Immigration

Peace still common goal following historic vote in Colombia

Although voters in Colombia narrowly rejected the ratification of a historic peace treaty in a recent plebiscite, all parties seem to agree on the fact that they do not want to return to armed conflict and negotiations need to continue, Toronto immigration lawyer Andrew Carvajal recently told attendees at an expert panel hosted by the Canadian Colombian Professional Association (CCPA).

On Oct. 2, Colombia held a historic vote to decide whether to accept the bilateral and definitive ceasefire agreed upon by the Colombian government and the Fuerzas Armadas Revolucionarias de Colombia (FARC). The agreement sought to end a half-century of war with this guerrilla organization. However, voters rejected the peace treaty by a slim margin.

Shortly after the results were released, Carvajal, president of the CCPA and a partner with Desloges Law Group, chaired a panel discussion in Toronto to discuss the impact of the vote on the future of Colombia, featuring distinguished experts including Colombian Ambassador to Canada Nicolas Lloreda Ricaurte, former Attorney General of Colombia Alfonso Valdivieso Sarmiento, vice-president and head of international economics at Scotiabank Pablo F.G. Bréard, as well as Luis Van Isschot and Donald Kingsbury of the University of Toronto.

As Carvajal told attendees, the United Nations Secretary-General and 13 heads of state attended the signing of the treaty, which ended a war that has lasted 52 years and took more than 220,000 lives — 80 per cent were civilians.

“The peace process is said to be built on transitional justice and the recognition of victims’ need for truth and reparative acts by those who harmed them. Experts on conflict resolution consider that this is one of the most progressive peace deals ever crafted,” he said.

As Carvajal explained, in early October: "The ratification of this treaty was put to a national vote, where — and pay close attention to this number — 50.2 per cent rejected the treaty while 49.8 per cent were in favour."

But as Scotiabank’s Bréard noted, the “not” vote was more important than the “no” vote in this case, with close to 63 per cent of eligible voters absent from the polling stations.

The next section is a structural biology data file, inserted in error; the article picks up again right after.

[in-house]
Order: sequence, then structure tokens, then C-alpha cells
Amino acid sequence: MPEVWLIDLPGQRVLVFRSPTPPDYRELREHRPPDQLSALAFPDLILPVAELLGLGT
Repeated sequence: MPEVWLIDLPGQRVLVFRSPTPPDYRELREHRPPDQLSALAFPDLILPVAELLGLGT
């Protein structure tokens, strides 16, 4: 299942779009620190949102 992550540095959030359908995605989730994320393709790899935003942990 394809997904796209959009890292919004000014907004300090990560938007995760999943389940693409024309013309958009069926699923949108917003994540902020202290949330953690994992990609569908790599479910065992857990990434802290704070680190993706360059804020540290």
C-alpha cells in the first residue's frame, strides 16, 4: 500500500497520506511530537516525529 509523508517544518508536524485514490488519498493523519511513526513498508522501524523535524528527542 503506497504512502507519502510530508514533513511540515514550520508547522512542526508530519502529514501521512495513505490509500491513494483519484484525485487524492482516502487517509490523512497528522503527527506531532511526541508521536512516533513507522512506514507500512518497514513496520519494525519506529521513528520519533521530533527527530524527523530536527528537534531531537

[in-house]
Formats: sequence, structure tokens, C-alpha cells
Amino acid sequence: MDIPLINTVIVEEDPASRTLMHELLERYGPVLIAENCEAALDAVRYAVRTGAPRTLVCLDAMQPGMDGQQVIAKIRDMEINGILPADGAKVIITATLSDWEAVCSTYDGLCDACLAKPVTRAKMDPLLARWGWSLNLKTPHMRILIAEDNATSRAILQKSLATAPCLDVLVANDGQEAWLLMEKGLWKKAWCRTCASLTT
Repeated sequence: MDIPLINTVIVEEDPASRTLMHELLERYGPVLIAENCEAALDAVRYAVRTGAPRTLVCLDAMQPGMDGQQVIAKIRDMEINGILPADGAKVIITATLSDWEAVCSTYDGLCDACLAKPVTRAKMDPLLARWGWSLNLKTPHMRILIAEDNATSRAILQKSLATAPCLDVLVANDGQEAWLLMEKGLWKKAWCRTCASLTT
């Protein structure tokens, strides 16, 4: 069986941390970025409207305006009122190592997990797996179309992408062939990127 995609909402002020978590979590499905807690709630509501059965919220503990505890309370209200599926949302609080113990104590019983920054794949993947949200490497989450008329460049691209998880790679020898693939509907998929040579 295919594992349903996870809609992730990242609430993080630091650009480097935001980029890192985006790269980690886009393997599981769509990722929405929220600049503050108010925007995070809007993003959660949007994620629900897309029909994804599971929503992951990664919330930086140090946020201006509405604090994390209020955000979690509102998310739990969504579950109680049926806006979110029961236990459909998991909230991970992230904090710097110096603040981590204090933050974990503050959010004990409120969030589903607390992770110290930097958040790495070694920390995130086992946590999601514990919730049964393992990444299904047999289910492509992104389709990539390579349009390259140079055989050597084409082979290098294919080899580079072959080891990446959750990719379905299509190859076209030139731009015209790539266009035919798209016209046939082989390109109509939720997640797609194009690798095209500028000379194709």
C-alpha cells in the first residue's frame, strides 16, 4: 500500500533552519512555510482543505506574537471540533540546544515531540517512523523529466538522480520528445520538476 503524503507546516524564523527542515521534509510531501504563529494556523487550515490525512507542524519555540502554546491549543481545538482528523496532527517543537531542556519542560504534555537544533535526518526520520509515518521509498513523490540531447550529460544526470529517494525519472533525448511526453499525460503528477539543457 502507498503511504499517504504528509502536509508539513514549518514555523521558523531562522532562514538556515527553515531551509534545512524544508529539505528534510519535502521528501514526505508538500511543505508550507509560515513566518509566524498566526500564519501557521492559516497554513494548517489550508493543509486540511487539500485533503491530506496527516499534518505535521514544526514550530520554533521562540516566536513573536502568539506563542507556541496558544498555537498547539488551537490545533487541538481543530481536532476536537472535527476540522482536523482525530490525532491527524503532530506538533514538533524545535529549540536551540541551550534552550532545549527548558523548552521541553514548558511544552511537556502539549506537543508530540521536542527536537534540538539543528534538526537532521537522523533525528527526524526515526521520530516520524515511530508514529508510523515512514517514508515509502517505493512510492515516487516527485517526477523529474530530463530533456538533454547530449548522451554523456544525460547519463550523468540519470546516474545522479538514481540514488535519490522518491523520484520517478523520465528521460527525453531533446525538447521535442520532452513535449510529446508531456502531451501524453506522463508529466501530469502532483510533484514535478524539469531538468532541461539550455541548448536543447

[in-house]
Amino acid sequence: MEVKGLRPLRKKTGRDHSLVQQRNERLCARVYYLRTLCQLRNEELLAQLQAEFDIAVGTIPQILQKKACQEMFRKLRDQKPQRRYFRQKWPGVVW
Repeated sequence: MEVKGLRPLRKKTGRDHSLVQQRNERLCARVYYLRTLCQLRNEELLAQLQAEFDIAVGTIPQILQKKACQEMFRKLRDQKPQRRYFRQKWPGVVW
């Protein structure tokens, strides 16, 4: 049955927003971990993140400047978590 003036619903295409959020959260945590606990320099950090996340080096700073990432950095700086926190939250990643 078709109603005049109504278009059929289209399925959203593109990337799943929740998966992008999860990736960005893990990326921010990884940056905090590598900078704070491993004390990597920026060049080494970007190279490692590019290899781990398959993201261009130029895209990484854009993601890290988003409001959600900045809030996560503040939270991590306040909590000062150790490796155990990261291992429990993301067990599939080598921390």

Bréard told attendees that he expects Colombian markets to survive this vote, and for Colombia — in part due to the peace process — to continue to be an attractive market for foreign investment.

Ambassador Lloreda Ricaurte explained that abstention rates were as high as 80 per cent at consulates abroad. Although the treaty was defeated, he noted that the government is moving on in trying to get the peace agreement renegotiated, while listening to the opposition.

Contrary to what was advocated by some proponents of the “no” side, the ambassador told attendees that the treaty did involve a robust, victim-centred justice process.

As Van Isschot told those at the event, people living in rural areas in closer proximity to the conflict who live the war every day voted predominantly in favour of the treaty, while those in cities or more geographically distant from the conflict voted against it.

After reflecting on the outcome of the vote, Carvajal said he feels confident that the country will "get there."

“There have been many bumps along the way, but all parties at least agree on the ceasefire and that we need to negotiate a peace treaty,” he said.

“Given the outcome of the vote, I think that we all agree that what we need the most right now is a unified country to try and bring an end to this conflict. I think, but especially, I hope, that it won't take too long,” added Carvajal.

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